Wednesday, August 28, 2019

Cage The Elephant, Dropdown v. Radio Button & Stitch by Stitch

Weekly Update 2019-33: Kickin' alt rock from Cage The Elephant, the eternal struggle of choosing the right interface element and a breathtaking cross-stitch project at the Textile Museum.

Music: Cage The Elephant
Straight outta Kentucky comes this kickin' alt rock band, headed by the endless energy ball that is Matt Shultz. His vocals are so catchy and unique that I can't seem to get enough of their music. After seeing them back in 2017 at Osheaga, I knew they give as much to their live shows as they did to making their awesome music. That must be why their live album is so good. And after seeing them play another show this past weekend, I can confirm they are still amazing. More on that below.

Start anywhere, but I really dig their new album Social Cues. The lyrics definitely ring true with raw power and emotion of Shultz's recent divorce.

Larissa's second (and final) engagement party has come to an end, and I am pretty exhausted from it. The drumming performance and so much social interaction at once was quite a lot to handle, but it all turned out really well. My parents especially did a really good job planning the party and making the backyard look absolutely spectacular. In any case, I'm looking forward to a lower key weekend next weekend.

August 11 has come and gone, along with one of my favourite concert experiences. I took my dad to see Spoon, Beck and Cage The Elephant at Budweiser Stage and it was such an energy-packed performance. I can't believe what a performer Matt Shultz of Cage The Elephant is, he went into the crowd for several lengthy moments, and even surprised the lawn area by popping up there at the end of their set. Not to mention his many, many varied costume changes throughout the set, most of which occurring onstage while he performed. It was so weird but so cool!

I was lucky enough to be awarded the chance to dogsit Theo again for a couple of nights at Eric and Laura's place. He's such a good boy and he even let me take a few choice photos.

Look at that coat!

This weekend brings a bunch of live performance and show-spectacles: Tuesday is Game Grumps: Live, Wednesday is the annual Blackout Party (coinciding with Toronto Cruisers) and Friday I get to see my beloved Wolf Parade for the sixth time.

Saturday night is karaoke for Logan's birthday, and Sunday is a trip to the Art Gallery of Hamilton to see their excellent summer exhibitions and my personal favourite the permanent fixture Bruegel-Bosch Bus.

Random Thought: Dropdown v. Radio Button
Ah, the eternal user interface struggle. When a user is meant to select one single option from a list of two or more in an online form, both the dropdown and radio button components can do the job. And yet, they are different and serve different experiences to the user.

Radio button set on the left, dropdown on the right.

The above image suggests that a choice between red, green or blue should be specified with a radio button set rather than a dropdown. But why? A few reasons come to mind:

  1. There are less than five options, so the trade-off between how much space a dropdown saves versus the click it requires to reveal its options weighs toward showing everything upfront.
  2. There is no default or recommended answer, therein the user should probably read them all even if an option is pre-selected as in the example above.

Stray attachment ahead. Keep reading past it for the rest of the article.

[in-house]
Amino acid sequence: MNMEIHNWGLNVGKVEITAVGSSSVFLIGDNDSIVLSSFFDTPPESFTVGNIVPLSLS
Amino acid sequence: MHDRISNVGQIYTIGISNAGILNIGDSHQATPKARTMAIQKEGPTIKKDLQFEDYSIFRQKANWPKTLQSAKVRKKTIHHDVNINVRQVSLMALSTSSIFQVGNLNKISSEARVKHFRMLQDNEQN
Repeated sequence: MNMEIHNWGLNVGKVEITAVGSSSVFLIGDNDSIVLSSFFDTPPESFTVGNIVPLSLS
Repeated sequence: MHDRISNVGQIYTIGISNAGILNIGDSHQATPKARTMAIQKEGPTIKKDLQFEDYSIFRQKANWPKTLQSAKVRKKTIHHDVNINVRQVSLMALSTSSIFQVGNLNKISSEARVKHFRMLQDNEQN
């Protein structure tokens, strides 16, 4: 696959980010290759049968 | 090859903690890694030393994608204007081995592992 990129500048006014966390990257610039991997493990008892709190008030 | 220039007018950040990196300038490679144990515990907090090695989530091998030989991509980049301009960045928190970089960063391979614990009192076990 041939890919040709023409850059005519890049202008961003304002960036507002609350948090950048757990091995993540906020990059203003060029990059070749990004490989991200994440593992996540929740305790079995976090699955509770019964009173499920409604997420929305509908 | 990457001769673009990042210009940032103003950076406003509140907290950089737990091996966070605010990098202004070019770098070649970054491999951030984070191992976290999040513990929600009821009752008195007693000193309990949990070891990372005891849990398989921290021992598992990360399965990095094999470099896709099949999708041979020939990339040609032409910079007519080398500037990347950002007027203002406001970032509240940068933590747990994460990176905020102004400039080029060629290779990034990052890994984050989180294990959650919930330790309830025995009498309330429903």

I found a really handy decision tree created for an article on Appway's website that breaks down the technical side. I tested it with a set of field questions I was creating for a form at work, and it confirmed all my choices for UI treatment.

The devil is in the details, especially with something as boring and remedial to the user as filling out a form. Anything I can do to make the experience more comfortable with the right interface choices will help me (and the user) sleep better at night.

Inspiration: Stitch By Stitch
I visited the Textile Museum again and what a treat it was again to visit such a lovely place. All of their exhibits have been consistently top-notch in my eight or so past visits, and the size of the museum is just right for maximum impact of 3-4 projects.

A special project drew my family to visit The Torah: Stitch by Stitch for different reasons. The simply massive project is all cross-stitched in recreating first five books of the Bible as well as selections from the Scriptures and Qur’an, reflecting on the theme of creation. The project spread through the world by mail, bringing in works from almost 1500 participants from the far reaches to come together in Toronto on display.

Photos taken by my father - thanks, dad!

Everyone in my family has a penchant for craft (especially my sister, who taught herself to cross-stitch), and we do happen to be of the Jewish faith so these stories and letterforms are somewhat familiar to us. But what I saw more reflected in the project was the sense of community that Judaism provides in many forms, and in my experience of reform Judaism, an extension of that community to anyone who wishes for and accepts it.

Simply stunning. All cross-stitched by hand!

Therein this project's near-1500 contributors came from many faiths and backgrounds, and included passages that are common to the beginnings of many faiths beyond only Judaism.

If you haven't been to the museum yet, it is simply a treat. Between 5 and 8 pm on Wednesday evenings, the Museum offers pay-what-you-can admission. Check out their website.

No comments:

Post a Comment